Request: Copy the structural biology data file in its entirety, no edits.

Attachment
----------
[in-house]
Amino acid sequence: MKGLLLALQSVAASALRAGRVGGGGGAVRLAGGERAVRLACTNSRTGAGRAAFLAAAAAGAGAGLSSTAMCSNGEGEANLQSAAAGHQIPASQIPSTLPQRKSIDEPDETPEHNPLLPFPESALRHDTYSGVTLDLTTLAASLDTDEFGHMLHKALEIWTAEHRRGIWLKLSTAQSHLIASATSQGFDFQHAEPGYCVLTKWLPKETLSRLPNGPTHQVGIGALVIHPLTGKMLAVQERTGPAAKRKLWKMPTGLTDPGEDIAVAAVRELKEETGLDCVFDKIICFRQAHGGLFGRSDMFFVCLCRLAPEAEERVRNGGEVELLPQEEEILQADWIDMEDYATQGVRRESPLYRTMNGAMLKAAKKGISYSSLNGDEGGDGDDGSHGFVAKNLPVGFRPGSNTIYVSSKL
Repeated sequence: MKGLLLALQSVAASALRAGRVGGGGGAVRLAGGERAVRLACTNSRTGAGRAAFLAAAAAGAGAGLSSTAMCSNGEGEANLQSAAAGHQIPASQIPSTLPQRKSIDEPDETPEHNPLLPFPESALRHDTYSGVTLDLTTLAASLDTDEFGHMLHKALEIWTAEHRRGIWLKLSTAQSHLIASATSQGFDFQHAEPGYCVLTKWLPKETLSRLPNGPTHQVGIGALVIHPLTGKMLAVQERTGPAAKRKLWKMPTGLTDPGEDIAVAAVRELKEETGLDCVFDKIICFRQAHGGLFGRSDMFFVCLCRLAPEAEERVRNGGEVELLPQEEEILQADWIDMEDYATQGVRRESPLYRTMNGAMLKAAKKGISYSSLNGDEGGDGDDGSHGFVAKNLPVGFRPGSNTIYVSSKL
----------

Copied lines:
[in-house]
Amino acid sequence: MKGLLLALQSVAASALRAGRVGGGGGAVRLAGGERAVRLACTNSRTGAGRAAFLAAAAAGAGAGLSSTAMCSNGEGEANLQSAAAGHQIPASQIPSTLPQRKSIDEPDETPEHNPLLPFPESALRHDTYSGVTLDLTTLAASLDTDEFGHMLHKALEIWTAEHRRGIWLKLSTAQSHLIASATSQGFDFQHAEPGYCVLTKWLPKETLSRLPNGPTHQVGIGALVIHPLTGKMLAVQERTGPAAKRKLWKMPTGLTDPGEDIAVAAVRELKEETGLDCVFDKIICFRQAHGGLFGRSDMFFVCLCRLAPEAEERVRNGGEVELLPQEEEILQADWIDMEDYATQGVRRESPLYRTMNGAMLKAAKKGISYSSLNGDEGGDGDDGSHGFVAKNLPVGFRPGSNTIYVSSKL
Repeated sequence: MKGLLLALQSVAASALRAGRVGGGGGAVRLAGGERAVRLACTNSRTGAGRAAFLAAAAAGAGAGLSSTAMCSNGEGEANLQSAAAGHQIPASQIPSTLPQRKSIDEPDETPEHNPLLPFPESALRHDTYSGVTLDLTTLAASLDTDEFGHMLHKALEIWTAEHRRGIWLKLSTAQSHLIASATSQGFDFQHAEPGYCVLTKWLPKETLSRLPNGPTHQVGIGALVIHPLTGKMLAVQERTGPAAKRKLWKMPTGLTDPGEDIAVAAVRELKEETGLDCVFDKIICFRQAHGGLFGRSDMFFVCLCRLAPEAEERVRNGGEVELLPQEEEILQADWIDMEDYATQGVRRESPLYRTMNGAMLKAAKKGISYSSLNGDEGGDGDDGSHGFVAKNLPVGFRPGSNTIYVSSKL